It’s #TravelTuesday and I, Dave Williams, am here as always to bring you something from the photography world. This week I want to broach a subject that pops up constantly and one that we all see in photography business groups on social media and it’s ‘exposure’.

We often find ourselves being approached by friends and family in particular, but also by companies, asking us to work for free. The question won’t be phrased in such a way but more often than not it includes the term ‘exposure’ or eludes to the fact that the customer will share our social account to their audience, implying that they’re helping us. It’s a tricky ground to be on and I’ll start with this thought.

Maybe it will benefit us.

There’s a chance that it’s in our interest to do a job for free but the decision needs to come from us, not for the customer. If we’re approached to work for ‘exposure’ it’s important that we consider whether that exposure true has any value. Value can be referral to other methods of income and other clients, or it can be something to add to our resumé or blog. A prestigious client can be valuable to add to our resumé every now and then, but ‘exposure’ certainly doesn’t pay the bills by itself. So, what do we do if we really don’t want to take on the unpaid job being proposed to us? We have a few options: –

Firstly, we can say yes but add on the payment. Our response will look something like this:

“Thanks for considering me for this opportunity. I’m more than happy to show some samples from my portfolio to ensure we’re correctly matched. I cannot take on any extra work without payment right now, but I’m happy to work together.”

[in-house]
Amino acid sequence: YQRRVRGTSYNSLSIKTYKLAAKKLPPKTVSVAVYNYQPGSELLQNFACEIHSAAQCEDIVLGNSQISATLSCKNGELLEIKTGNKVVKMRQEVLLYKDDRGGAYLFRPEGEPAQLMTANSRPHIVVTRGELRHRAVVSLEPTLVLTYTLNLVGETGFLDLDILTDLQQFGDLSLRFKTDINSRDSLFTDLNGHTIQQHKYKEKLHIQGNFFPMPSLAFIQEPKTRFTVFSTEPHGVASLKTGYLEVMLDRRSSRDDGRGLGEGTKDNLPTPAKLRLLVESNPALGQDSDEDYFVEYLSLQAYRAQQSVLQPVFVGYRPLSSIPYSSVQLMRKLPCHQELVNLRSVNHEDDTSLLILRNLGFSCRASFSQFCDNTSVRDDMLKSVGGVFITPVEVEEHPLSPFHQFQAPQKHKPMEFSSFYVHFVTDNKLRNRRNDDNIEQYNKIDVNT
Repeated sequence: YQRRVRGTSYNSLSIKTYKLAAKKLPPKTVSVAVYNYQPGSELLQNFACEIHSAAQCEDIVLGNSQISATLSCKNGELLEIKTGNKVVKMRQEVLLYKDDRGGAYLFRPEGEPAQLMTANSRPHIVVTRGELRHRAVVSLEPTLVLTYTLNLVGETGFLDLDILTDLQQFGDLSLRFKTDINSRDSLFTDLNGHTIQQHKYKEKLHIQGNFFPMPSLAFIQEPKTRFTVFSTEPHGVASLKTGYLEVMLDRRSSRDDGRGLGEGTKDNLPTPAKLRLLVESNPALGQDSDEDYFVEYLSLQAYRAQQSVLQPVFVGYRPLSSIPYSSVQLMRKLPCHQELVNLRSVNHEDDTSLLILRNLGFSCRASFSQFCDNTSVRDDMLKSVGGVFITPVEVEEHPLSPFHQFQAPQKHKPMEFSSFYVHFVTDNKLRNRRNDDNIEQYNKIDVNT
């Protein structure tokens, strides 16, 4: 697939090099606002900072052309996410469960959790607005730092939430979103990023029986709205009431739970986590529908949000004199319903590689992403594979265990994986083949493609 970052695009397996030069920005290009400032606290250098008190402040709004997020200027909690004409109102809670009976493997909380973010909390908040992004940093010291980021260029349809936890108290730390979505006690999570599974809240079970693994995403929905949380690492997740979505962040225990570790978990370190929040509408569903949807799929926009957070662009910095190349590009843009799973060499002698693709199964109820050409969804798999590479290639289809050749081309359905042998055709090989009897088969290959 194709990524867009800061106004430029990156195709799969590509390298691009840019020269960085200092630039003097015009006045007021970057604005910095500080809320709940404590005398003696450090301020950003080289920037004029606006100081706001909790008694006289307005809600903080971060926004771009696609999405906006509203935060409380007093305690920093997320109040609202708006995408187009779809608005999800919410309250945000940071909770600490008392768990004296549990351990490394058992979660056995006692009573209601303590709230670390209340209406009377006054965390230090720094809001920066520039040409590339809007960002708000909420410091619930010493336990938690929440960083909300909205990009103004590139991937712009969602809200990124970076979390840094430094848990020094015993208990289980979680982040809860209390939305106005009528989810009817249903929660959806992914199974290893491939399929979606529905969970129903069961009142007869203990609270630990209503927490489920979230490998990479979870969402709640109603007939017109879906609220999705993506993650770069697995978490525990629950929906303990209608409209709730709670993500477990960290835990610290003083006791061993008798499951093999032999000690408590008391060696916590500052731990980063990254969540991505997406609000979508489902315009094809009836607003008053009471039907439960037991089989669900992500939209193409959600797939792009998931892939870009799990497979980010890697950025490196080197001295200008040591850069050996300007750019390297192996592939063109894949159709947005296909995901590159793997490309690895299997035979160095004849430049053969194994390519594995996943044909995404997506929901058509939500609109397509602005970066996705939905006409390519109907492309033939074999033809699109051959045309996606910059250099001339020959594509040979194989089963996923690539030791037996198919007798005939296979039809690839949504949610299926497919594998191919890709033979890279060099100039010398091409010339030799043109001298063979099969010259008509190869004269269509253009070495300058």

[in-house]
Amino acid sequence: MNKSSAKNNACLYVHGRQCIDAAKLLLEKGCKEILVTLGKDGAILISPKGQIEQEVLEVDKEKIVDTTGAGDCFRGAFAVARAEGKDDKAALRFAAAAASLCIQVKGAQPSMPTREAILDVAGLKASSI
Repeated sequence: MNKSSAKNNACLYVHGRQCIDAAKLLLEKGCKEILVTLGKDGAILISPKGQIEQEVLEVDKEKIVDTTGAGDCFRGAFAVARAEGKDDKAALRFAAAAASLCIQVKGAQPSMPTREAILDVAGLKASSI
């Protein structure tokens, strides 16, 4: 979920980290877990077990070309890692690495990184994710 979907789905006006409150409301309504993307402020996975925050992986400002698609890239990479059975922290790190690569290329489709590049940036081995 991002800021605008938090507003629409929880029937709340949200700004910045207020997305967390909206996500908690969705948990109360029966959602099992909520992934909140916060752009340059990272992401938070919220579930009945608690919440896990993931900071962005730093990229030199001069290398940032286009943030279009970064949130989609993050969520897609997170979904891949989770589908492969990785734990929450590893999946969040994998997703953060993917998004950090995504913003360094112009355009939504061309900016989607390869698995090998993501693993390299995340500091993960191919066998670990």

Or, if we want to step it up a gear, perhaps our response will look like this:

“Thank you for considering me for this project. Unfortunately, I’m unable to take on unpaid projects at the moment. If that changes in the future, I will get in touch with you.”

If we want to send out a hard ‘no’ in a polite and professional way, we can go with something like this:

“Thanks for thinking of me for this project, but I have too much on my plate right now”.

There are situations where you feel like a client is expecting you to work for free but they haven’t actually said that, in which case this may be a good response:

“That sounds like a great project! I’d love to discuss your specific needs in detail so I can send you a quote for it.”

Sometimes a client may have already paid for a particular service but they ask for more, and we can deal with it like this:

“Yes, I can help you with that. However, it is out of our original contract’s scope. I can do that for you within ‘X’ consulting hours at the same hourly rate as our original contract. Let me know if that works for you so I can put together the contract addendum.”

It’s always possible to politely and professionally respond to any request, no matter how outrageous, and it’s very important that we think carefully about any unpaid work we take on. As I mentioned, it can benefit us, but if it doesn’t benefit us it will merely burn us out and stand in the way of paid gigs. Ultimately, it’s ok to say “no”, and we have to consider everything when someone asks us to work for free. I hope that’s been a little useful to you!

Much love

New KelbyOne Course – Retouching in Lightroom: It’s All in the Details

Portrait photographer, Tracy Sweeney, will share with you her “It’s all in the details” approach to crafting captivating, creative portraits in Lightroom Classic. In this session you’ll focus on texture and clarity sliders in Lightroom Classic, and learn how to elevate your portraits with simple techniques that will enhance details and diminish distractions, resulting in wow factor photos.

In Case You Missed It: Pro Tips for Photographing Toddlers with Tracy Sweeney

Don’t be afraid of toddlers! Join Tracy Sweeney as she shares her best practices for photographing these little movers like a pro. In this class Tracy teaches you the importance of setting expectations with the parents and shares her tips for coaching the families through a session. You’ll learn her approach to posing toddlers and creating natural opportunities for keeping them engaged.

You’ll get to see Tracy putting it into practice through three different live shoots with toddlers and their parents, and at the end of the class Tracy shares her post processing workflow to help you become more efficient at creating your final images. With all of these tips and techniques in your bag of tricks you’ll be ready to create dynamic portraits that your clients will cherish.